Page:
One unfortunate note about the Android version of the game is that you'll need to download some additional assets for the game in order to play. Essentially, you only get part of the game through the Android Market and will go through SEGA's servers to get the rest of the game. These servers have been the bane of the Android version, especially near-launch as they were constantly and consistently slow and unresponsive. I'm unsure as to the state of the servers post-launch, but you'll take that gamble if you decide to opt for the Android version of the game, which is a pretty good gamble to make, as it's a very good version of the game if you want some Sonic CD to go.
A Good Future
Story holds things together and is a bit more persistant than other Sonic games, but nothing really special. Metal Sonic is perhaps the best thing to come from it.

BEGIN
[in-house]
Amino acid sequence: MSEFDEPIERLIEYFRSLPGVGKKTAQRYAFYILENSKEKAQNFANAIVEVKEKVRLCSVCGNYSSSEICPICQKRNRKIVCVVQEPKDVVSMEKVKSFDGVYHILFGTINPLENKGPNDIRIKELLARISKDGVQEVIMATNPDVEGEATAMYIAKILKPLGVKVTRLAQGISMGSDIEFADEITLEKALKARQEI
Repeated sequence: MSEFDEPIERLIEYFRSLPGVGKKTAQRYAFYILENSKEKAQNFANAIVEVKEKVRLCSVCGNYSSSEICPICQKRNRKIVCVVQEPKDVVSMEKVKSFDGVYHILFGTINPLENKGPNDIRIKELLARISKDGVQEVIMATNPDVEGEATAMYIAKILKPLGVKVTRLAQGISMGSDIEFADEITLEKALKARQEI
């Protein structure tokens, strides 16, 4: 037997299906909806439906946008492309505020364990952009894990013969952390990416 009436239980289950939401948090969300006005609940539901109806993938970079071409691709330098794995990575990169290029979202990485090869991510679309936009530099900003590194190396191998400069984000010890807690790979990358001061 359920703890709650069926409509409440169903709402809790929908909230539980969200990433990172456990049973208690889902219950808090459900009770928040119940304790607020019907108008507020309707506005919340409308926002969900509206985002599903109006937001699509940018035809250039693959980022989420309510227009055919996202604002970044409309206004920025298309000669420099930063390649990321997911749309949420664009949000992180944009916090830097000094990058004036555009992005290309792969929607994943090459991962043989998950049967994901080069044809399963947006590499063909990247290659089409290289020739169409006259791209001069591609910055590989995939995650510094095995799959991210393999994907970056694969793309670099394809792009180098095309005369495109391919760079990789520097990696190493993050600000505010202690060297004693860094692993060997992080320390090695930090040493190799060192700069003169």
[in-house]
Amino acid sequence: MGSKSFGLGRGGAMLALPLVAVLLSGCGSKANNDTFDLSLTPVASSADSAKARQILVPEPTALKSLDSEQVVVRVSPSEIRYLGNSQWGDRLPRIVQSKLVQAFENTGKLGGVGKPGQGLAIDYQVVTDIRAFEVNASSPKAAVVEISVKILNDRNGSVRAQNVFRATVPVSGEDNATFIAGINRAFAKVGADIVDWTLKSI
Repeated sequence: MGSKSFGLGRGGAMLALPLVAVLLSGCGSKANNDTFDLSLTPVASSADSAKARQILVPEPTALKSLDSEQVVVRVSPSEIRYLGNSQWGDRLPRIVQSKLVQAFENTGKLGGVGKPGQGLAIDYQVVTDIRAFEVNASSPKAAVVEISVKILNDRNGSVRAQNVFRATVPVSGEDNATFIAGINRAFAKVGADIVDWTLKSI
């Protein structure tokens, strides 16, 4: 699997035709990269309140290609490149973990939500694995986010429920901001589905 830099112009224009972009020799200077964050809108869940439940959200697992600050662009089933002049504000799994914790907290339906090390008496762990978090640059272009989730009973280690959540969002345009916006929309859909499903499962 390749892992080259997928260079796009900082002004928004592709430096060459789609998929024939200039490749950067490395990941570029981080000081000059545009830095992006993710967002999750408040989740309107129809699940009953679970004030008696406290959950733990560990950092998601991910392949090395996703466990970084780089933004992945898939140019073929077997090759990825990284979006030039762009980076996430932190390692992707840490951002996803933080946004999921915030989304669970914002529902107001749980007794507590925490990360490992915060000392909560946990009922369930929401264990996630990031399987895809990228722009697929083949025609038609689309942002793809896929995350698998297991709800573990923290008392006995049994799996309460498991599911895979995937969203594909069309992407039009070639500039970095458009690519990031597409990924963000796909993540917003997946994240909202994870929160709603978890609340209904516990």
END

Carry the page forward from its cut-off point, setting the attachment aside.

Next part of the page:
Not your usual Sonic game, for sure, but very enjoable and rewards adventure unlike any Sonic game before or after it.
For a game released in 1993 the game still holds up in 720p, be that on your TV (even with software filters turned off) or your phone.
Well, what can I say? I love the Japanese soundtrack to Sonic CD. Not so hot on the US soundtrack, but choice of soundtrack will be made by purely nostalgic reasons, I'm sure.
1 HourA single play-through will take about an hour. You can speed through in about 25 minutes, but you're not getting everything awesome out of the game by rushing, oddly enough.